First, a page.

Our ability to restore an individual following a catastrophic injury is limited - but maybe not the way most people think. As technology improves and the potential for recovery is enhanced we may soon have to rethink who is entitled to the systems we can create.
After a catastrophic injury or after experiencing a neurological condition, recovery is often limited more by the resources, attitudes, beliefs, structures and processes of our health services than it is by any fundamental lack of knowledge on how to implement rehabilitation. There are a number of barriers in the system of healthcare delivery - and a fundamental one is lack of finance.
Many of us in the UK grew up believing that the NHS, providing care free at the point of need, would always be there for us. Unfortunately when it comes to long term care for chronic condtions this can't really be the case. As we see technologies emerging that can improve and restore human function and even life expectancy it is going to be interesting to see how society decides who will receive these benefits.
In our work we see individuals every week who have been in an accident and they may as a consequence have access to compensation or insurance payments which can unlock the door to particular technologies. At present those individuals are a minority of those in need. Many more who could enhance their lives with the latest technology will not be able to access it due to lack of finance.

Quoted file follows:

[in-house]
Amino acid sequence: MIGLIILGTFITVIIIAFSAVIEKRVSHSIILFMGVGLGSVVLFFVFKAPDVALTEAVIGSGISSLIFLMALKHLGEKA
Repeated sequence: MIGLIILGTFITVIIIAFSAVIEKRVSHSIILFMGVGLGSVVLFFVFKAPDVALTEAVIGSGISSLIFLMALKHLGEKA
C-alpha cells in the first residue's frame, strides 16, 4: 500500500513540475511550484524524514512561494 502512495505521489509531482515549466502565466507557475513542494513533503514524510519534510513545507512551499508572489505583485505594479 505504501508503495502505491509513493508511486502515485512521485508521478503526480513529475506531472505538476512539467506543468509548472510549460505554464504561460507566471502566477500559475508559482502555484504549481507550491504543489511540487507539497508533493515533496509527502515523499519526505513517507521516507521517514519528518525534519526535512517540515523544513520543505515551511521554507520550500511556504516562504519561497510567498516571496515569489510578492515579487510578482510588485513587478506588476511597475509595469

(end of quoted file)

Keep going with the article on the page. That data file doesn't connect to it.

Recently we were involved in providing an FES Cycling system to an individual via the Surprise Suprise TV programme. We didn't choose the person to be the beneficiary - this was arranged by the TV company on the basis that the individuals involved had a strong need and a particularly dramatic story. Whilst agreeing with the need and supporting this story, I was very aware of the many others in the UK equally deserving who are not going to be so fortunate.
Social psychologist Bertolt Meyer presented his thoughts at "Futurefest" on the social impact of technology in the field of prosthetic and bionics. As a life long user of a prosthetic hand he has been able to see how technology trends have gradually transformed his replacement from something dysfunctional and embarrasing to something that is not only functional but "cool."
Recognising the changes taking place and the opportunities that technology is creating he asks.
- who is entitled to the technology we can now create as it progresses to the point that it can even extend human function and life?
- are we reaching the point that humans may elect to replace an existing limb or organ system with a bionic one?
- can disability be turned into an unfair advantage - an era of "techno-doping"
Im sure that many disabled people would scoff at the notion of their disability being turned into an advantage. Most, for the forseeable future will not enjoy the experience. Trends in technology will dissolve one barrier to progress but will not by themselves provide a solution for the majority. - See more at: http://derekjones.typepad.com/blog/2013/10/can-disability-ever-be-an-advantage.html#sthash.9wB5jPlu.dpuf